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Important research announced at decommissioning event

Published:  17 June, 2015

A contract to identify pioneering methods of salvage and re-use options for concrete subsea mattresses has been completed.

The aim of the project, which commenced in February 2015 and saw Jee Ltd, an independent multi-discipline subsea engineering and training firm, partner with (DNS), the representative body for the decommissioning industry, and Zero Waste Scotland (ZWS), was to identify new solutions for subsea mattress removal which would work without diver interventions during the lift procedure, resulting in improved safety and reduced costs.

Nigel Jenkins, DNS chief executive explained the background to the contract: “This project was implemented in direct response to our operator member requests and Jee’s findings have been eagerly anticipated. Mattress removal can add significant costs to decommissioning projects hence we are keen to establish a variety of solutions to further drive efficiency.”

Adam Smith, subsea engineer at Jee Ltd, presented the findings at an event hosted jointly by DNS and ZWS at the Aberdeen Exhibition & Conference Centre recently. Around 100 oil and gas professionals came together to discuss the key findings of the report and how they will improve industry best practise and the circular economy.

Discussing the project, Adam Smith said: “The significant cost of removing and disposing of aged subsea mattresses is an issue affecting the industry globally. Identifying innovative new methods to support the decommissioning sector is high on the industry’s agenda, and DNS’s highly-attended event is the ideal platform to showcase the results from the project.”

Adam Smith said: “Our research played a key role in this project, which will form a basis for economic and environmental assessment of mattress conditions and the options for removal and re-use going forward. We also helped to identify the criteria required to determine whether subsea mattresses should be removed or left in situ, the main consideration being the safety of the subsea divers and the environmental impact.”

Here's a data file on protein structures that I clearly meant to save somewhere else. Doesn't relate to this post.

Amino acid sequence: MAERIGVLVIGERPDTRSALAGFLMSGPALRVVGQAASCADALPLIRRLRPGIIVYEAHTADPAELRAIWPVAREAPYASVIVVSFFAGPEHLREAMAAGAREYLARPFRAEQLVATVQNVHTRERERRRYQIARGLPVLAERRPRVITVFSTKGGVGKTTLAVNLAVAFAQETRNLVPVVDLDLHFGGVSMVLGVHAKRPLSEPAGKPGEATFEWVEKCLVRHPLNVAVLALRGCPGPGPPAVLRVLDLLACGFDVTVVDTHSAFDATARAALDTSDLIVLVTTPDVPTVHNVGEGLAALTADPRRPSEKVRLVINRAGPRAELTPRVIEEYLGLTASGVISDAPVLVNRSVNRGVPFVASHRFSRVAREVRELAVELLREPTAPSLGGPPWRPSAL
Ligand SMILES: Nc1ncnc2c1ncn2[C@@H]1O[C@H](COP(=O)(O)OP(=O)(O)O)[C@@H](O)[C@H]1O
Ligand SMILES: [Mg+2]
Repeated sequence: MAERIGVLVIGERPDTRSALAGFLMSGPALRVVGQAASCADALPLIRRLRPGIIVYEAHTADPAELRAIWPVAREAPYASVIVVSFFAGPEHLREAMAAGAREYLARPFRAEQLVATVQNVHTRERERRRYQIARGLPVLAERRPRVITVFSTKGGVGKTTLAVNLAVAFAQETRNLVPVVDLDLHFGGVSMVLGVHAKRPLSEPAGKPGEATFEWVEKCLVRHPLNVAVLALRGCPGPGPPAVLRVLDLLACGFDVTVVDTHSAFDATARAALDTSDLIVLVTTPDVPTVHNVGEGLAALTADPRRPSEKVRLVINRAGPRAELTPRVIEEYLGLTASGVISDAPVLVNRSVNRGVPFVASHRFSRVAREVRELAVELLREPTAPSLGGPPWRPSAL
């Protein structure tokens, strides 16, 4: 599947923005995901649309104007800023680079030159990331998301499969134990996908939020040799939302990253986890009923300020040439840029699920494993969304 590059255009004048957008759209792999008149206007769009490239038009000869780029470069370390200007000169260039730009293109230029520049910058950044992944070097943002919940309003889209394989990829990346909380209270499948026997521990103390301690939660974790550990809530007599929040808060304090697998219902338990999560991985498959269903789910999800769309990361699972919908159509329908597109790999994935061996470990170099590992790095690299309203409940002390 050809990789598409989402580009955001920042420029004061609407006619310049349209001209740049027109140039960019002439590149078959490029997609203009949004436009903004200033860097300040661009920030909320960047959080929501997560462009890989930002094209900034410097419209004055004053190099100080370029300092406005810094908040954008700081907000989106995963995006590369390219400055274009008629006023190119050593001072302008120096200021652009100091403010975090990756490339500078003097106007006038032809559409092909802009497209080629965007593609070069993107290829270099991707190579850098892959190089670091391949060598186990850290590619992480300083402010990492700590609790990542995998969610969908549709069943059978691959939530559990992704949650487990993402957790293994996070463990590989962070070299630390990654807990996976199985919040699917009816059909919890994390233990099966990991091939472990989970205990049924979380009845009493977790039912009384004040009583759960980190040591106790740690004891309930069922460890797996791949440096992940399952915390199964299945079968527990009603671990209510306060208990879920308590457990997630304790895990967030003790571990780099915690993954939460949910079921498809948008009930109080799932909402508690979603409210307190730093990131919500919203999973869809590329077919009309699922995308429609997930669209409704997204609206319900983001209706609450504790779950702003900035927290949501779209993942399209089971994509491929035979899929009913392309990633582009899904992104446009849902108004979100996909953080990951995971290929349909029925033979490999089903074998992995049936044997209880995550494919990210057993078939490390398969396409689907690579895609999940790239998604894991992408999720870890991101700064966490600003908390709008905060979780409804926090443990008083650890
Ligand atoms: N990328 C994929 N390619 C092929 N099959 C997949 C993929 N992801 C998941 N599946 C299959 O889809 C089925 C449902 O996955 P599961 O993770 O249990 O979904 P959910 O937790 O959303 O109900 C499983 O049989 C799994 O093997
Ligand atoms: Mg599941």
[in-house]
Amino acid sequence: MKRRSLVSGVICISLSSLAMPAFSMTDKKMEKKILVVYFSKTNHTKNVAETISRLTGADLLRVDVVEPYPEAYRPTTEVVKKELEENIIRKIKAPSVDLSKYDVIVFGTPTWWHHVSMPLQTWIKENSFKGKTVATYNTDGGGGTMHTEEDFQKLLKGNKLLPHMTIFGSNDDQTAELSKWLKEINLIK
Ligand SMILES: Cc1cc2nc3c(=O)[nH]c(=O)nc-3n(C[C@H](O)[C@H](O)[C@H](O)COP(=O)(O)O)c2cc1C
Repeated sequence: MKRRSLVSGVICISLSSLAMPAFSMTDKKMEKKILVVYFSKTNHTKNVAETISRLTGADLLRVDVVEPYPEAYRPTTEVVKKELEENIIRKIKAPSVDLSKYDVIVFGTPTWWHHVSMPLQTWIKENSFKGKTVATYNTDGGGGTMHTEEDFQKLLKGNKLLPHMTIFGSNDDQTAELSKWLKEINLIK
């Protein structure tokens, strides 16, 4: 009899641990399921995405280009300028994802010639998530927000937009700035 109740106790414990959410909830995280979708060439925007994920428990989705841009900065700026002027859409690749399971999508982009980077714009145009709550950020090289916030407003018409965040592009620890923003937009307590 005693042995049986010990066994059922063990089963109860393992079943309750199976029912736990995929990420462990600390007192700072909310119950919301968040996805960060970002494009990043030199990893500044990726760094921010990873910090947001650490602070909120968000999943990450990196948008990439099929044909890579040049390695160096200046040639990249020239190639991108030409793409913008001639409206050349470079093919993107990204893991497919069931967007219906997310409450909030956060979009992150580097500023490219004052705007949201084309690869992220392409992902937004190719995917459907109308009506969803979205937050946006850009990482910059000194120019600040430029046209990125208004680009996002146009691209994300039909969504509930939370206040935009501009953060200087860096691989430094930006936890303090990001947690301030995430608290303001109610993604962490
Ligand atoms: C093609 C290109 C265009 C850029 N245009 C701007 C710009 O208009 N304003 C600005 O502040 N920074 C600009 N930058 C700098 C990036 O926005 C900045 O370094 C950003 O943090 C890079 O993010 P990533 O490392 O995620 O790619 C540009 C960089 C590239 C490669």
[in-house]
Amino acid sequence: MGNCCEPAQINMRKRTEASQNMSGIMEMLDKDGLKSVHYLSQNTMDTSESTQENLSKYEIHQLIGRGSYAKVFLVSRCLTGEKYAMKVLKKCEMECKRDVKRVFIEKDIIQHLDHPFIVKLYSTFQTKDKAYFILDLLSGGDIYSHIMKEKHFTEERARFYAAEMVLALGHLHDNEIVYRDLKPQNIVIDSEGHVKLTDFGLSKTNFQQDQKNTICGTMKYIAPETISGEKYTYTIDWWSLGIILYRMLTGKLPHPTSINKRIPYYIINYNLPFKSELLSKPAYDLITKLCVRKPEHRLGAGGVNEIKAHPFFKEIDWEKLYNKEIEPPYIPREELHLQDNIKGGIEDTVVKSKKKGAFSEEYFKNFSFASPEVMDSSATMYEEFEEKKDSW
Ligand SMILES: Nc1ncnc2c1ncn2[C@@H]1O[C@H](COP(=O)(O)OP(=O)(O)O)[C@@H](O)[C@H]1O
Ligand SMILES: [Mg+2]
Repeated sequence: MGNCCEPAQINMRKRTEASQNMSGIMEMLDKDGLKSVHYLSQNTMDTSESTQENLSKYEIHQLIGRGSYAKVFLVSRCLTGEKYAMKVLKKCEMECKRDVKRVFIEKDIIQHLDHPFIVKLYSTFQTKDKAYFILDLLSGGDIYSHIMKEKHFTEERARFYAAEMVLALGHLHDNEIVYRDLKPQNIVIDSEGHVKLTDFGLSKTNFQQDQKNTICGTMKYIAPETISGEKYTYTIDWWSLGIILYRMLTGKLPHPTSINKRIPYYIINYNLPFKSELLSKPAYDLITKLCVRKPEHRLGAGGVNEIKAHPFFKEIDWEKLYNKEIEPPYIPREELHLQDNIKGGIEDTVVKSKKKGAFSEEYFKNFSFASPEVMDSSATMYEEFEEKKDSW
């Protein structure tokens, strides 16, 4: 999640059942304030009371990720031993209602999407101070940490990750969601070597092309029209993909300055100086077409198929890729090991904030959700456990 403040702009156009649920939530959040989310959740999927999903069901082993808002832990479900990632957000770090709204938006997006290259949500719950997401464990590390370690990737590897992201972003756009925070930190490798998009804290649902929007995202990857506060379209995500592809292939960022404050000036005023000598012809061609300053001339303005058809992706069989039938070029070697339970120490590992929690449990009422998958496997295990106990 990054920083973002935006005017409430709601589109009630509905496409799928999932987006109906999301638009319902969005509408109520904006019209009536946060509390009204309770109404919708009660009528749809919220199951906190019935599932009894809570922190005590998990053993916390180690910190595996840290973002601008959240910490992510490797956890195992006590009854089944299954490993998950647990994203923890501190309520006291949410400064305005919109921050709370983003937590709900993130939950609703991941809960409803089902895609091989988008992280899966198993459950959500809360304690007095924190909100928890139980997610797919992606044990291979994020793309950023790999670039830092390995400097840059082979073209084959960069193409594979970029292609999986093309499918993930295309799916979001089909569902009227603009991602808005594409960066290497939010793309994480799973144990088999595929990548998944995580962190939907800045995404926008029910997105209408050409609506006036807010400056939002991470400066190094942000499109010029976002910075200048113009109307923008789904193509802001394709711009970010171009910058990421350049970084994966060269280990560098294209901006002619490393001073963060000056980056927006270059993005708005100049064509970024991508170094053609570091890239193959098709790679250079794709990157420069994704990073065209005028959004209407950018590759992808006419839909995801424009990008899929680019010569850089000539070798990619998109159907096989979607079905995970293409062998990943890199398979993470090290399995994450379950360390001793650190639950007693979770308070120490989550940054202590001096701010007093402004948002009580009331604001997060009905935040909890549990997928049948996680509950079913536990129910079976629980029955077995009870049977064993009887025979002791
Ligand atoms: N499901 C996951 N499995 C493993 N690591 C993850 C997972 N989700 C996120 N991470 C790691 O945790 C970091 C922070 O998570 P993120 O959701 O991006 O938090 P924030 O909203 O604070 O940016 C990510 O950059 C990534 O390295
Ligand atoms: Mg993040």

Jee developed a number of suggestions for the re-use of the mattress concrete including tidal lagoons structures, the construction of artificial reefs to encourage new sea life and to lay road foundations, resulting in less new concrete needed to be produced and as a result, reduced carbon dioxide emissions.

Commenting on the findings, Iain Gulland, chief executive, Zero Waste Scotland, said: “This joint report has some fascinating insights about how we go about extending the useful life of subsea concrete mattresses. I am sure it will be of great interest to all those in the oil and gas industry and beyond. The findings point to some exciting cross-over potential with other sectors, such as offshore renewables. Circular economy practices present a terrific economic opportunity for Scotland and we can best realise this by collaborating across sectors and industries.”

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